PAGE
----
Choose Your Sparkling Wine the Bright Way

gathering and dining with friends

Whether you are celebrating a major milestone or simply enjoying a time off, a lot of moments go great with a glass of sparkling wine. But as refreshing it is to drink some bubbly, finding the best bottle can be a not-so-relaxing experience.

To smoothly sift through the options on the market, just follow these tips.

Know the difference between your drinks

You have probably sent or received sparkling wine, champagne, cava or prosecco as gifts, or maybe you have just tasted any of them, but did you know about their differences?

“Champagne” is a prestigious label reserved only for the sparkling wine made in the Champagne region in France. The wine is made of the area’s traditional grapes (pinot noir, pinot meunier and chardonnay) and goes through a traditional winemaking technique, wherein the wine is fermented in the bottle instead of in tanks — a method known as méthode traditionelle or méthode champenoise.

The types of grapes made to create champagne are among the most expensive, which is the reason for the high price point of the drink. Compared to cava and prosecco, champagne has the finest fizz and is the least sweet.

Cava has to come from a specific region in Spain, mostly in Catalonia. Its name is the Spanish word for “cave” or “cellar”, as early cava makers used to preserve and age the wine in caves. It is also made using the méthode traditionelle, but with less expensive grapes than champagne (macabeo, xarel-lo and parellada), resulting in a lower price. Cava’s bubbles are finer than prosecco and larger than champagne. It is usually sweeter than champagne, too.

Made in Italy, prosecco wines follow the Charmat method, in which the liquid is fermented in tanks first and bottled afterwards. It primarily uses Glera grapes from the Veneto region in Northern Italy. Prosecco tends to be less expensive and sweeter than champagne and cava. Its fizz is coarsest among the three.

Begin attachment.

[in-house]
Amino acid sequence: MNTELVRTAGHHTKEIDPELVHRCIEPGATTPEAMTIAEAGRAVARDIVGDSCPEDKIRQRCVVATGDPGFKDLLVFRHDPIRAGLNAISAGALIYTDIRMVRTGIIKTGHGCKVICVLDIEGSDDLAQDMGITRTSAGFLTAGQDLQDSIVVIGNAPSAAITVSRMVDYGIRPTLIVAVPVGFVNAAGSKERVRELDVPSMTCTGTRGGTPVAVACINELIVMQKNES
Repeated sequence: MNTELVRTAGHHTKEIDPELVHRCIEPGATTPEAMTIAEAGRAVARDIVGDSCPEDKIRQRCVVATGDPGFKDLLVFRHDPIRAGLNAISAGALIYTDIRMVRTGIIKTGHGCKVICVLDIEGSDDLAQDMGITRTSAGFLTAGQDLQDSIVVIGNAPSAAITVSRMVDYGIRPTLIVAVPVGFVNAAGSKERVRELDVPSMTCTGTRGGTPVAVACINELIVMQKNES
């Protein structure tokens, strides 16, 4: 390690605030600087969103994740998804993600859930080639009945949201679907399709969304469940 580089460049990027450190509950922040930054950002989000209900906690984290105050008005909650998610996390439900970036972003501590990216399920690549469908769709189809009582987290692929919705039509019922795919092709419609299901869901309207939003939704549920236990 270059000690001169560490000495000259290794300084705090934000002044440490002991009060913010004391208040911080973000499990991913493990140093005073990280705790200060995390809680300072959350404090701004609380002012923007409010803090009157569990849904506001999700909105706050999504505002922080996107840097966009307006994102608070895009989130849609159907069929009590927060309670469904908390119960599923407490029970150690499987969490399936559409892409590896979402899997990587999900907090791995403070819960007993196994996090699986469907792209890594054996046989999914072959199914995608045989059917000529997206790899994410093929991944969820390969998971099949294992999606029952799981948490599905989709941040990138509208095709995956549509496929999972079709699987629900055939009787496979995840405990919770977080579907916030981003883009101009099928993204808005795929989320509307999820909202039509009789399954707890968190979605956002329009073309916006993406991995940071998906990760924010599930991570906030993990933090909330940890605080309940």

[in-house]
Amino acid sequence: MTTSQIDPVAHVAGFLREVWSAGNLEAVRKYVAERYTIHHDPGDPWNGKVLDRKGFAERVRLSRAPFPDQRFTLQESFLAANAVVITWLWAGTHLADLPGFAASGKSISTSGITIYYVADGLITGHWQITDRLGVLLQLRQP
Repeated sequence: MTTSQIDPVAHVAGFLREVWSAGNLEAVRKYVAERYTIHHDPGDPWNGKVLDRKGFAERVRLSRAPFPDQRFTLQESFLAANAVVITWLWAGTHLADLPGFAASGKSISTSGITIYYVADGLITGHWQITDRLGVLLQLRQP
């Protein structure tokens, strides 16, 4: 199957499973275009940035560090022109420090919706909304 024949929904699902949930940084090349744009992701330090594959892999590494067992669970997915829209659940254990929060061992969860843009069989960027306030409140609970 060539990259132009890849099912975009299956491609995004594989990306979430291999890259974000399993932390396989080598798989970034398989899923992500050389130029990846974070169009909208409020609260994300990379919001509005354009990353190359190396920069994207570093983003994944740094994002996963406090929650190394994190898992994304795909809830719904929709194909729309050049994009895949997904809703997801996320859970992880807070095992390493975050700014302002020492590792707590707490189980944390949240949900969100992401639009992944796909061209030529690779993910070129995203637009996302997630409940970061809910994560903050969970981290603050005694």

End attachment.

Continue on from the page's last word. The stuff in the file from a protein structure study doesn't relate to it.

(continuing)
All other fizzy wines that are not made using the traditional winemaking methods are called sparkling wine. It can also come from any location in the world.

Choose your level of sweetness

Tiramisu in glass on vintage table

To level out the acidity, sugar is added to sparkling wines at the last stage of production. The resulting bottle will be labeled according to how much it was sweetened. You need to consider this for food pairings.

Doux is the sweetest label and is best with desserts such as creme brulee.

Demi sec is typically the sweetest level of prosecco, although doux tends to be sweeter. It is ideal with most desserts, as well. Sec is not as sweet as demi sec and is an ideal drink after dinner. Extra sec is even less sweet, usually of moderate sweetness, and is great for savoury meals and happy-hour buffets. Demi sec, sec and extra sec also pair well with spicy Asian dishes.

Brut and extra brut are dry versions. The freshness and lively acidity of brut makes it suitable for aperitifs, shellfish and raw or fried fish. Extra brut is the driest form of champagne, and goes well with any kind of pasta and cheese platters.

Whether you are gifting it or having it yourself, go for a bottle that suits yourself and the celebration. There is great wine at every price point, so you do not have to break the bank. Sparkling wine is meant to be smooth and refreshing, from choosing a bottle, to popping one open and enjoying a fizzy glass.

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